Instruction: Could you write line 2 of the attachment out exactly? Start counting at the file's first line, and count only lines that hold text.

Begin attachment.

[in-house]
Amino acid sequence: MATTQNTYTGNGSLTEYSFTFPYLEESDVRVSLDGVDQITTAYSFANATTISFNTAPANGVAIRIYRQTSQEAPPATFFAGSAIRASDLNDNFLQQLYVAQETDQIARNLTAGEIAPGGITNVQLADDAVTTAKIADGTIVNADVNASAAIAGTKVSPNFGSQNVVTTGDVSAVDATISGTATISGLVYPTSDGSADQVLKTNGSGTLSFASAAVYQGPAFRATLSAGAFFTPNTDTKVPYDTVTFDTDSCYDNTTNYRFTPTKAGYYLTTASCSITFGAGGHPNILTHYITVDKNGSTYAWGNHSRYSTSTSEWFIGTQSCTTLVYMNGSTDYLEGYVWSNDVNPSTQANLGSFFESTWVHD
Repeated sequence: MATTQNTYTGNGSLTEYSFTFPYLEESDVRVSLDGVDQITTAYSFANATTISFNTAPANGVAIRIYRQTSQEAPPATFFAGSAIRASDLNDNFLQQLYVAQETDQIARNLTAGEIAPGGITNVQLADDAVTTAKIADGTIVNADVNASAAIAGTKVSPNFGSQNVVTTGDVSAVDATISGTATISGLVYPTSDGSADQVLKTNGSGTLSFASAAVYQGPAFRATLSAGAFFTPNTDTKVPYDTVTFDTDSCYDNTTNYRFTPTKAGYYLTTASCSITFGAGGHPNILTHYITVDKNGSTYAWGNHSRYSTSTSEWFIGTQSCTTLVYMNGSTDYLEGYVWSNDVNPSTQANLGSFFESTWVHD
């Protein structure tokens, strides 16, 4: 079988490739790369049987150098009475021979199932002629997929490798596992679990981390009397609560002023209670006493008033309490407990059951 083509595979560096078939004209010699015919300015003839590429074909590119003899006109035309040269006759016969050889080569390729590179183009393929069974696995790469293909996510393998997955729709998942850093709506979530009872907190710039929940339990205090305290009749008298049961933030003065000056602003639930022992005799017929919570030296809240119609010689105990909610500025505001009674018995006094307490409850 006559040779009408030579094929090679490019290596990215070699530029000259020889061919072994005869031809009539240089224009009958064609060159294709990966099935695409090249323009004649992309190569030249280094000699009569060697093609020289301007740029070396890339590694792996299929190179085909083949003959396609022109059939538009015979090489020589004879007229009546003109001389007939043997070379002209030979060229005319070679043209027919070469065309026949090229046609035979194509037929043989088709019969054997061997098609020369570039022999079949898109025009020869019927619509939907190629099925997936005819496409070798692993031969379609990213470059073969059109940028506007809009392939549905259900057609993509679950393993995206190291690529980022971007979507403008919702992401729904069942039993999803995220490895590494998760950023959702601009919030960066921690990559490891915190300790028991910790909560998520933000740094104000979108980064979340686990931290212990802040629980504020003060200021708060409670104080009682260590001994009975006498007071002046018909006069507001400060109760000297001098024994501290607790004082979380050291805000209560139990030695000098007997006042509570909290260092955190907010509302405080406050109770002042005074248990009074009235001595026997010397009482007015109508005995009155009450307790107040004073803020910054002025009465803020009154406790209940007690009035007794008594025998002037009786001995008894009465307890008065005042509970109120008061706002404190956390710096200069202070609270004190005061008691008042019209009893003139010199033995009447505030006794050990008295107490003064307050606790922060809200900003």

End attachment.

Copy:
Amino acid sequence: MATTQNTYTGNGSLTEYSFTFPYLEESDVRVSLDGVDQITTAYSFANATTISFNTAPANGVAIRIYRQTSQEAPPATFFAGSAIRASDLNDNFLQQLYVAQETDQIARNLTAGEIAPGGITNVQLADDAVTTAKIADGTIVNADVNASAAIAGTKVSPNFGSQNVVTTGDVSAVDATISGTATISGLVYPTSDGSADQVLKTNGSGTLSFASAAVYQGPAFRATLSAGAFFTPNTDTKVPYDTVTFDTDSCYDNTTNYRFTPTKAGYYLTTASCSITFGAGGHPNILTHYITVDKNGSTYAWGNHSRYSTSTSEWFIGTQSCTTLVYMNGSTDYLEGYVWSNDVNPSTQANLGSFFESTWVHD